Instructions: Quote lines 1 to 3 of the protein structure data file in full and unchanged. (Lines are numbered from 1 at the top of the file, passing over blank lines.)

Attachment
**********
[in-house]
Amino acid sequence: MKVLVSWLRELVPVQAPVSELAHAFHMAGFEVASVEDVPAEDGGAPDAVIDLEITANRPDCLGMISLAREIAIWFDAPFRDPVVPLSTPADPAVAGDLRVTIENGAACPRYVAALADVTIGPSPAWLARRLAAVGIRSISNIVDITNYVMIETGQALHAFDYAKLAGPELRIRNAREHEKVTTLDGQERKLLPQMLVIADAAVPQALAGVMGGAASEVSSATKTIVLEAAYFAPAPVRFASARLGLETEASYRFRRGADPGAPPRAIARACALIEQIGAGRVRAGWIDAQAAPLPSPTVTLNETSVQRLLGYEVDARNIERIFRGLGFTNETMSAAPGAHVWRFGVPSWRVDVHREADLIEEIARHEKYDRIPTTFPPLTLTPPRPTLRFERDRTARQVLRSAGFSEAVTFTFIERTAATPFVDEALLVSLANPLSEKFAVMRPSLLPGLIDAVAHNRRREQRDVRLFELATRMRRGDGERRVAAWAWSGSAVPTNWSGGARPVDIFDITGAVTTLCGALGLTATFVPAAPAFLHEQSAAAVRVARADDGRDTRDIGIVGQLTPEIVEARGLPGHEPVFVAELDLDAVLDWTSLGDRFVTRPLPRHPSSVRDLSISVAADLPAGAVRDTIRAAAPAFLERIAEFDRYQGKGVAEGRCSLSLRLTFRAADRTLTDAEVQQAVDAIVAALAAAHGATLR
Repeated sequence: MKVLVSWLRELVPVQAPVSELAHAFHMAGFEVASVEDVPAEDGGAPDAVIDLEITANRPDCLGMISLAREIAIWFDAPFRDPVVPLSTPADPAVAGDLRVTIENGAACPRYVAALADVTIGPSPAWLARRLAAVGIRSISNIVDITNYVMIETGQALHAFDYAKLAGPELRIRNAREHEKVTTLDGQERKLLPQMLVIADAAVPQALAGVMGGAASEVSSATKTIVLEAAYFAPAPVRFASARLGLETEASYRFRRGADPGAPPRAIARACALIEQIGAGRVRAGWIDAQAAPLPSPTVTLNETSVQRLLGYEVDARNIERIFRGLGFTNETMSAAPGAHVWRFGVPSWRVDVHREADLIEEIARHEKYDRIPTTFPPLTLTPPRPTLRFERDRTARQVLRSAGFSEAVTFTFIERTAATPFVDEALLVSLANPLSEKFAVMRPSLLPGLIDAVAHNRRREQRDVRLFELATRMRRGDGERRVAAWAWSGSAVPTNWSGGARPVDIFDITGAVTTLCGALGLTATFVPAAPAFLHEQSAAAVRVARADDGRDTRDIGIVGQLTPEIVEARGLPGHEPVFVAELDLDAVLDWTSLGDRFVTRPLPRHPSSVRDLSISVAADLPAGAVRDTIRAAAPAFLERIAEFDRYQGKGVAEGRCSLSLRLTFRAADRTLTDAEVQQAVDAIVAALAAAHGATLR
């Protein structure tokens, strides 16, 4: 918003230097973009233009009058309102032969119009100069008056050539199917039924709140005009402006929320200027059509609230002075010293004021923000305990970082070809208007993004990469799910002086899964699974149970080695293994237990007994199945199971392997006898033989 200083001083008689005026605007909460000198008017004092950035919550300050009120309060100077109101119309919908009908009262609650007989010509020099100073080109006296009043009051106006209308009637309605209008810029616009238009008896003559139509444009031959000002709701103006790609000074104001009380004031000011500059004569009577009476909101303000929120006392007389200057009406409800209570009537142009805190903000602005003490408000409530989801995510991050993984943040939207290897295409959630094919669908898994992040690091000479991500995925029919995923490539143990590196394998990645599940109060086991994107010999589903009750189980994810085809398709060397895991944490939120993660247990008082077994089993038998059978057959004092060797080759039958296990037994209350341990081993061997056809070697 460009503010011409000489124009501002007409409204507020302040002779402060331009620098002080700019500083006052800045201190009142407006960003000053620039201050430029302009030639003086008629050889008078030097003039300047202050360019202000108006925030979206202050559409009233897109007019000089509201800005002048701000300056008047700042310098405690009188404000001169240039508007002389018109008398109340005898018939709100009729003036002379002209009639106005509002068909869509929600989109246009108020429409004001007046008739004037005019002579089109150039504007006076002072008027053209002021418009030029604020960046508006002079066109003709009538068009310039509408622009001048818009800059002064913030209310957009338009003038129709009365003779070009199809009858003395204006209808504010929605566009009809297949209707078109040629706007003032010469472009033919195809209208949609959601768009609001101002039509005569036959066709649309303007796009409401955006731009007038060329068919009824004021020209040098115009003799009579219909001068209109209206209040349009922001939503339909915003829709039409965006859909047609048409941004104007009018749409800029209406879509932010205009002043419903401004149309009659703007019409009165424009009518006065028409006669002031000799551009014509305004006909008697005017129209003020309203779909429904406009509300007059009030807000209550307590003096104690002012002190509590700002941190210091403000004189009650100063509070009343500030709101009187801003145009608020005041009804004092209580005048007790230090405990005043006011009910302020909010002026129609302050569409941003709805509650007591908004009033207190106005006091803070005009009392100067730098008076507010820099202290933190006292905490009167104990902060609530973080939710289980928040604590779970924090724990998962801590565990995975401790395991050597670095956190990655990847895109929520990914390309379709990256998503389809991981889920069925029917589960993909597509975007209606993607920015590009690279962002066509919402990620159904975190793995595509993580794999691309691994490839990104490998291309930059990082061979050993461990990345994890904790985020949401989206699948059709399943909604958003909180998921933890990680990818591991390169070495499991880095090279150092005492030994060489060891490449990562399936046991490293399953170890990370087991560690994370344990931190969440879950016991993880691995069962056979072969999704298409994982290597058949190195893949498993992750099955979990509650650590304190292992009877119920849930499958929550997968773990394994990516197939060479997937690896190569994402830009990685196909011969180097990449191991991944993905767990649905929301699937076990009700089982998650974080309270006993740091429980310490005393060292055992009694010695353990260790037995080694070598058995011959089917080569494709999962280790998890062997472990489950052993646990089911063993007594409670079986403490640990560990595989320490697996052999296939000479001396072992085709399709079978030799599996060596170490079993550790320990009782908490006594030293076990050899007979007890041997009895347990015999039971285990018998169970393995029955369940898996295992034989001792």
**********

[in-house]
Amino acid sequence: MKVLVSWLRELVPVQAPVSELAHAFHMAGFEVASVEDVPAEDGGAPDAVIDLEITANRPDCLGMISLAREIAIWFDAPFRDPVVPLSTPADPAVAGDLRVTIENGAACPRYVAALADVTIGPSPAWLARRLAAVGIRSISNIVDITNYVMIETGQALHAFDYAKLAGPELRIRNAREHEKVTTLDGQERKLLPQMLVIADAAVPQALAGVMGGAASEVSSATKTIVLEAAYFAPAPVRFASARLGLETEASYRFRRGADPGAPPRAIARACALIEQIGAGRVRAGWIDAQAAPLPSPTVTLNETSVQRLLGYEVDARNIERIFRGLGFTNETMSAAPGAHVWRFGVPSWRVDVHREADLIEEIARHEKYDRIPTTFPPLTLTPPRPTLRFERDRTARQVLRSAGFSEAVTFTFIERTAATPFVDEALLVSLANPLSEKFAVMRPSLLPGLIDAVAHNRRREQRDVRLFELATRMRRGDGERRVAAWAWSGSAVPTNWSGGARPVDIFDITGAVTTLCGALGLTATFVPAAPAFLHEQSAAAVRVARADDGRDTRDIGIVGQLTPEIVEARGLPGHEPVFVAELDLDAVLDWTSLGDRFVTRPLPRHPSSVRDLSISVAADLPAGAVRDTIRAAAPAFLERIAEFDRYQGKGVAEGRCSLSLRLTFRAADRTLTDAEVQQAVDAIVAALAAAHGATLR
Repeated sequence: MKVLVSWLRELVPVQAPVSELAHAFHMAGFEVASVEDVPAEDGGAPDAVIDLEITANRPDCLGMISLAREIAIWFDAPFRDPVVPLSTPADPAVAGDLRVTIENGAACPRYVAALADVTIGPSPAWLARRLAAVGIRSISNIVDITNYVMIETGQALHAFDYAKLAGPELRIRNAREHEKVTTLDGQERKLLPQMLVIADAAVPQALAGVMGGAASEVSSATKTIVLEAAYFAPAPVRFASARLGLETEASYRFRRGADPGAPPRAIARACALIEQIGAGRVRAGWIDAQAAPLPSPTVTLNETSVQRLLGYEVDARNIERIFRGLGFTNETMSAAPGAHVWRFGVPSWRVDVHREADLIEEIARHEKYDRIPTTFPPLTLTPPRPTLRFERDRTARQVLRSAGFSEAVTFTFIERTAATPFVDEALLVSLANPLSEKFAVMRPSLLPGLIDAVAHNRRREQRDVRLFELATRMRRGDGERRVAAWAWSGSAVPTNWSGGARPVDIFDITGAVTTLCGALGLTATFVPAAPAFLHEQSAAAVRVARADDGRDTRDIGIVGQLTPEIVEARGLPGHEPVFVAELDLDAVLDWTSLGDRFVTRPLPRHPSSVRDLSISVAADLPAGAVRDTIRAAAPAFLERIAEFDRYQGKGVAEGRCSLSLRLTFRAADRTLTDAEVQQAVDAIVAALAAAHGATLR